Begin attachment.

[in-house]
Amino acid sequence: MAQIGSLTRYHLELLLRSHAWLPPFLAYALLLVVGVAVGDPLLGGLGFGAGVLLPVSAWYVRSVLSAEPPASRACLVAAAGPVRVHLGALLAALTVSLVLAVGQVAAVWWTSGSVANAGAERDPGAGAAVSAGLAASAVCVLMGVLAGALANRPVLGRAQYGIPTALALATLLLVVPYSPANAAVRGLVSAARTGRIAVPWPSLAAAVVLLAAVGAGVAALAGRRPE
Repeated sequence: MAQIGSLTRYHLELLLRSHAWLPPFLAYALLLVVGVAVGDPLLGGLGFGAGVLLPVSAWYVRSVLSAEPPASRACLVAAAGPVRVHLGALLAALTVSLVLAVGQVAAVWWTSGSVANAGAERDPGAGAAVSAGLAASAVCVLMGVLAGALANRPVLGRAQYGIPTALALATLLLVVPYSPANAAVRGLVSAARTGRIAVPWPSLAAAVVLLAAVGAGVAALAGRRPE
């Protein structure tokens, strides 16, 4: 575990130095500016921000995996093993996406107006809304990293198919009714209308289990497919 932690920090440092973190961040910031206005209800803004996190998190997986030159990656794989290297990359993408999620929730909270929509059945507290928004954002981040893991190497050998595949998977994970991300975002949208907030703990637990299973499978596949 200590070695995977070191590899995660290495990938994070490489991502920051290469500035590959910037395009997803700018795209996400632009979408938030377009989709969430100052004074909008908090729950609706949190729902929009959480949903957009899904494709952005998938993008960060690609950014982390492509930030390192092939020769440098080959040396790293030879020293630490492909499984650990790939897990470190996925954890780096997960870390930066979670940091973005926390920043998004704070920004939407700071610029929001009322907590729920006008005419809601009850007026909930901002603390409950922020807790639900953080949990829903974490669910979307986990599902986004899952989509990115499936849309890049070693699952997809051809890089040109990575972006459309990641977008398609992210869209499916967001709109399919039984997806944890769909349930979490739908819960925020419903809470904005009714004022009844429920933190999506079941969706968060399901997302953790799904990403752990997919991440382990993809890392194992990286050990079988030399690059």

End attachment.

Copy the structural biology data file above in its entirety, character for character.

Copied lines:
[in-house]
Amino acid sequence: MAQIGSLTRYHLELLLRSHAWLPPFLAYALLLVVGVAVGDPLLGGLGFGAGVLLPVSAWYVRSVLSAEPPASRACLVAAAGPVRVHLGALLAALTVSLVLAVGQVAAVWWTSGSVANAGAERDPGAGAAVSAGLAASAVCVLMGVLAGALANRPVLGRAQYGIPTALALATLLLVVPYSPANAAVRGLVSAARTGRIAVPWPSLAAAVVLLAAVGAGVAALAGRRPE
Repeated sequence: MAQIGSLTRYHLELLLRSHAWLPPFLAYALLLVVGVAVGDPLLGGLGFGAGVLLPVSAWYVRSVLSAEPPASRACLVAAAGPVRVHLGALLAALTVSLVLAVGQVAAVWWTSGSVANAGAERDPGAGAAVSAGLAASAVCVLMGVLAGALANRPVLGRAQYGIPTALALATLLLVVPYSPANAAVRGLVSAARTGRIAVPWPSLAAAVVLLAAVGAGVAALAGRRPE
């Protein structure tokens, strides 16, 4: 575990130095500016921000995996093993996406107006809304990293198919009714209308289990497919 932690920090440092973190961040910031206005209800803004996190998190997986030159990656794989290297990359993408999620929730909270929509059945507290928004954002981040893991190497050998595949998977994970991300975002949208907030703990637990299973499978596949 200590070695995977070191590899995660290495990938994070490489991502920051290469500035590959910037395009997803700018795209996400632009979408938030377009989709969430100052004074909008908090729950609706949190729902929009959480949903957009899904494709952005998938993008960060690609950014982390492509930030390192092939020769440098080959040396790293030879020293630490492909499984650990790939897990470190996925954890780096997960870390930066979670940091973005926390920043998004704070920004939407700071610029929001009322907590729920006008005419809601009850007026909930901002603390409950922020807790639900953080949990829903974490669910979307986990599902986004899952989509990115499936849309890049070693699952997809051809890089040109990575972006459309990641977008398609992210869209499916967001709109399919039984997806944890769909349930979490739908819960925020419903809470904005009714004022009844429920933190999506079941969706968060399901997302953790799904990403752990997919991440382990993809890392194992990286050990079988030399690059």